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Daily Nation : January 29th 2014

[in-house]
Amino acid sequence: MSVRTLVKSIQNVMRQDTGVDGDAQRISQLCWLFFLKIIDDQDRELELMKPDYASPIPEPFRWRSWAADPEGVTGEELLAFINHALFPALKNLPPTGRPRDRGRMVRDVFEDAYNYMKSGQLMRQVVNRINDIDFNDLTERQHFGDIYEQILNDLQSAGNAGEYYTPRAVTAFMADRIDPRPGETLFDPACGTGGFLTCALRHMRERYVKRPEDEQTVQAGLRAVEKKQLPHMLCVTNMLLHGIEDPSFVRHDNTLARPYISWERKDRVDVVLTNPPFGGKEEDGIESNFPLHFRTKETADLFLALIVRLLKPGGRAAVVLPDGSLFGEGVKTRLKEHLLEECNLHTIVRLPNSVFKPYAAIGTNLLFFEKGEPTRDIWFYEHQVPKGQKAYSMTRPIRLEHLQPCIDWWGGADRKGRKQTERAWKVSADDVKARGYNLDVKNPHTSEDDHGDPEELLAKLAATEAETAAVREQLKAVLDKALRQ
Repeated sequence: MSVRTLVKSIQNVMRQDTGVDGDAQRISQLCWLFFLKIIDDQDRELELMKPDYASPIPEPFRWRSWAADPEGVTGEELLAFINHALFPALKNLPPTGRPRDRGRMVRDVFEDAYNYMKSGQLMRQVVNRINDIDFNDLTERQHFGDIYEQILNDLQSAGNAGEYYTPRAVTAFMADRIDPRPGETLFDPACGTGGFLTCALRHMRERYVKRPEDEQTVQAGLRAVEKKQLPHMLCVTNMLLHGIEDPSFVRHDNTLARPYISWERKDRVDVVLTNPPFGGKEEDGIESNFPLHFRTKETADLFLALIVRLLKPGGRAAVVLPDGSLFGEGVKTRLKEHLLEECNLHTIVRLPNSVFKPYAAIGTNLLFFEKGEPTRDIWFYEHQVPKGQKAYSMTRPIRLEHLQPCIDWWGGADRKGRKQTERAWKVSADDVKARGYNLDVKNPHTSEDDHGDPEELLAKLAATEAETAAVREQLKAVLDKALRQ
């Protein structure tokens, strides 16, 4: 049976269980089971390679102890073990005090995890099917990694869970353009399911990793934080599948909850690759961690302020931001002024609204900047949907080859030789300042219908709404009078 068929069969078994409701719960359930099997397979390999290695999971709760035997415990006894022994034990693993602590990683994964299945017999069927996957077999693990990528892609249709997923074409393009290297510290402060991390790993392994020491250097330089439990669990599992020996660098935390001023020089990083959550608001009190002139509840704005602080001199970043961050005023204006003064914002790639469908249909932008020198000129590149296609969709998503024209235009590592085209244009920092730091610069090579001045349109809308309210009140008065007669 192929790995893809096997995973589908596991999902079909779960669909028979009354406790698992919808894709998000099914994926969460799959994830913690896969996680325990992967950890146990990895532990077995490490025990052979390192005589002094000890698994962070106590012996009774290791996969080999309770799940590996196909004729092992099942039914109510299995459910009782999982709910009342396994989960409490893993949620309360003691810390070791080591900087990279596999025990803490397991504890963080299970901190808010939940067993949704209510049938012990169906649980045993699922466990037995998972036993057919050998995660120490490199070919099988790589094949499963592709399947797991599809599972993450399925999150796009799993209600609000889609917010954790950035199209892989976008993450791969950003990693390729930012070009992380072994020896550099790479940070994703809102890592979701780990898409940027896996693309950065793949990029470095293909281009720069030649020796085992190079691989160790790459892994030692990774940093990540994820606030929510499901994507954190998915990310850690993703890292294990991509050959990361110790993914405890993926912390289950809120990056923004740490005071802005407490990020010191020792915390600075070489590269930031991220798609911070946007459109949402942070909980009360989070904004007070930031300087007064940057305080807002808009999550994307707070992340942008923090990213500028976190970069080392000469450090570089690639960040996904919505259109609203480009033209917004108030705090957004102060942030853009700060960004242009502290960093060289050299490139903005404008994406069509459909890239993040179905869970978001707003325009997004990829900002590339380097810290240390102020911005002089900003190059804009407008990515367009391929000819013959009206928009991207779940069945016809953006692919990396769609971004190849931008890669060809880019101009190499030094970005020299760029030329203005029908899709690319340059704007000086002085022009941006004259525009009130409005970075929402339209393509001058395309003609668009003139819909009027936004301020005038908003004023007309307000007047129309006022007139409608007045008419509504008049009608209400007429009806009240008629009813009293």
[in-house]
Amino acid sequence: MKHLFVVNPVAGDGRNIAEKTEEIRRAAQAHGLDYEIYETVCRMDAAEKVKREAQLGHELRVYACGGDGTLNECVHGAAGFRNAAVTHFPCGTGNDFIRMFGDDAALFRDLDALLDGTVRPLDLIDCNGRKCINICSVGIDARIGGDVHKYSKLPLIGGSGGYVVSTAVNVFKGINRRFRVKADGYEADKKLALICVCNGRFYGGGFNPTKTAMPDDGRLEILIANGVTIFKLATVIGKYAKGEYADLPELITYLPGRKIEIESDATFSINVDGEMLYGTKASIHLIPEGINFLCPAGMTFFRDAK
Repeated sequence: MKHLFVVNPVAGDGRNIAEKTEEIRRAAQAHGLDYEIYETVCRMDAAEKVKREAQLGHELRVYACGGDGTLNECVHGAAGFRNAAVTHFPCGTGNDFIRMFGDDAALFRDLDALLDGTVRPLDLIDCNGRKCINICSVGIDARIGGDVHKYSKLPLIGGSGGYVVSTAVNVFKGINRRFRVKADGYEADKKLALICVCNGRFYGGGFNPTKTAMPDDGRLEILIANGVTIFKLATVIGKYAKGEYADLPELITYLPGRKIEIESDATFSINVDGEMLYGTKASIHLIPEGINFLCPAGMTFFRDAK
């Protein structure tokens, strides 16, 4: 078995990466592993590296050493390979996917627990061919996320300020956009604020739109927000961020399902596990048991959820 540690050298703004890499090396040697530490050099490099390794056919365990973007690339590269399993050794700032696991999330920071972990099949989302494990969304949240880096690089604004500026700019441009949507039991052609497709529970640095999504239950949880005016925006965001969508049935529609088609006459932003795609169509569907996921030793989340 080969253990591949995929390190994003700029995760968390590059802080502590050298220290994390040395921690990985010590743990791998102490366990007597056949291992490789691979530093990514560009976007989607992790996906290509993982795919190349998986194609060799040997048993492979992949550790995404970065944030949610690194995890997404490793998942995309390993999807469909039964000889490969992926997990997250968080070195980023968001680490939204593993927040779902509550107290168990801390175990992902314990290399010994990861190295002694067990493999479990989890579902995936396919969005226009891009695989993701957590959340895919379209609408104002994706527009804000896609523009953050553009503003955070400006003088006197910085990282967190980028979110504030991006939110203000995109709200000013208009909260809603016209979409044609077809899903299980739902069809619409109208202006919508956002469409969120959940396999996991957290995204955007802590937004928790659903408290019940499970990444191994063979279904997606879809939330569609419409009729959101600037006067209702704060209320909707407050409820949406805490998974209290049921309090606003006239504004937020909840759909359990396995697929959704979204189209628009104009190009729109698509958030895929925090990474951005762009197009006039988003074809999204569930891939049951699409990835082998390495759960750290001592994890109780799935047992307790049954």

DAILY NATION Wednesday January 29, 2014 coverstory 3 TOM OTIENO | DAILY NATION ABOVE: Holy Ghost Coptic Church of Africa leader Father John Pesa flanked by armed security on a Kisumu street during celebrations to mark the 57th Anniversary of his Church on January 14, 2014. RIGHT: One-shilling coins given as offerings by church members; no member is supposed to give more than a shilling during the Sunday mass. BELOW: Some of the more than 3,000 members of the Holy Ghost Coptic Church in Africa during the march marking the church’s 57th anniversary. President Mzee Jomo Kenyatta, who had been sick for a long time, to prove his powers. “They saw that, indeed, I was a true spiritual healer who was using only powers from God,” he says. Thereafter, was taken back to prison, but the president ordered his release. “Later, the president asked that I be taken to him for questioning,” he says, adding that they had a lengthy conversation, although he will not divulge about what, only saying he thanked the president for allowing him to start his church and get it registered. “The president told me that the only way he could help me was get my church registered,” he says. “I did not want to leave the Roman Catholic Church, but the church leaders said I should not be accepted back,” he says. Founded his own church Following his rejection, he founded the Holy Ghost Coptic Church of Africa. “Thereafter, I had a constitution written to guide my church, which had only nine followers at the time.” Father Pesa says that after the formation of his church, there were many complaints from the Coptic Church in Egypt, which demanded that he drop the word “Coptic” from his church’s name. “They brought up several issues stopped me from taking care of the needy and spreading the Gospel. In fact, my followers keep increasing by the day, and to me, that’s a blessing,” he asserts. “I have heard many negative things said about my church, but that won’t stop me from spreading the Gospel to those who want to hear it. The Bible says, ‘He who has ears, let him hear,’” he adds. So how did he become a church leader? “When my healing powers became evident when I was still a Roman Catholic, I was branded a rebel, a pariah and kicked out by the church leadership. He says that in 1957, he was and detained for three years over allegations that he was deceiving Christians. He claims that one day he was taken to heal a relative of founding which were merely intended to bring me down but I remained firm. I even changed the name from Coptic Church in Africa to Coptic Church of Africa but they still wouldn’t leave me alone,” he adds. “After the death of President Kenyatta, I was arrested for having “stolen” a name and my followers became divided. But thanks to the intervention of retired President Daniel arap Moi, I was released and allowed to continue calling my church the Holy Ghost Coptic Church of Africa.” Pope Pesa says that his job leaves him little time for leisure, since he wakes up early and retires late. “I wake up at 4a.m. and take a shower. Thereafter, I take two glasses of water, which is something I must do every morning before talking to anyone. I don’t take tea, so I just go to the prayer room. I talk to my children (flock) up to 1p.m., then I take a lunch break. The rest of the afternoon is dedicated to meeting visitors and at times I get overwhelmed,” he says. Origins of the Coptic Church Coptic Christians are the native Christians of Egypt. As a denomination they originated in the city of Alexandria, one of the most faithful, respected, and fruitful cities during the Apostolic period. Coptic Christians recognise John Mark, (author of the Gospel of Mark), as their founder and first bishop. The Coptic Church was involved in the first major split in the Church, well before there was such a thing as “Roman” Catholicism, and it was also well before the East/West split. Copts rely heavily on the Gospel of Mark and believe in the divinity of Jesus Christ. They believe in the resurrection, as well as Christ’s miracles. They believe in the bodily ascension of Christ and that He was the sinless Messiah and will come again to gather the body of believers worldwide and take them to the kingdom of Heaven. The Coptic church also believes in eternal life. Coptic Christians were originally well founded in theology, and other churches in cities throughout the Roman Empire looked up to them with great admiration and respect. The societal strength and control of the Arabs caused the Copts to endure a major language and culture change as well as confront the Islamic faith. Over the centuries, especially after the Arab conquest in themid 10th Century, Christianity lost foothold and most Copts converted to Islam. Today, there is a small population of Coptic Christians remaining in Alexandria, but most are located elsewhere within different states. The current population of the Coptic Church is estimated between 10 million and 60 million worldwide. Theologically, Coptic Christianity is very similar to Roman Catholicism and Eastern Orthodoxy. The exact numbers of Coptic Christians is hard to determine because many worship in secrecy for fear of persecution and regular death threats in the more radical regions of the world where they are a minotiry. They profess to be genuine followers of Jesus Christ and a part of His worldwide Church. But, as with Catholicism, they tend to emphasise meritorious works together with liturgical ritual, as key to salvation rather than salvation through a personal relationship with Jesus Christ as taught by other Christian denominations. John Pesa’s church is one example of a sect that fuses Pentecostal theology with Catholic ritual, even while including overt symbols of African traditional practice. Father Pesa conducts his services with a combination of high Catholic pageantry and African dance. I have heard many negative things said about my church, but that will not prevent me from spreading the Gospel to those who want to hear it - Father John Pesa Father Pesa is a vegetarian and his food should never be cooked by a woman who is still having her periods because the church forbids it. “The only women allowed to cook for me are those who have reached menopause. If there is none around, a man can do it,” he explains. Father Pesa says his church’s teachings are similar to those of the Catholic Church. Sundays are devoted to masses, and he conducts two. “Whenever we are praying on Sundays, there must be two plainclothes policemen to protect my followers,” he says. The church’s 3.5 million members are Sudan, Central Africa, Zambia, Zimbabwe, Namibia and Kenya.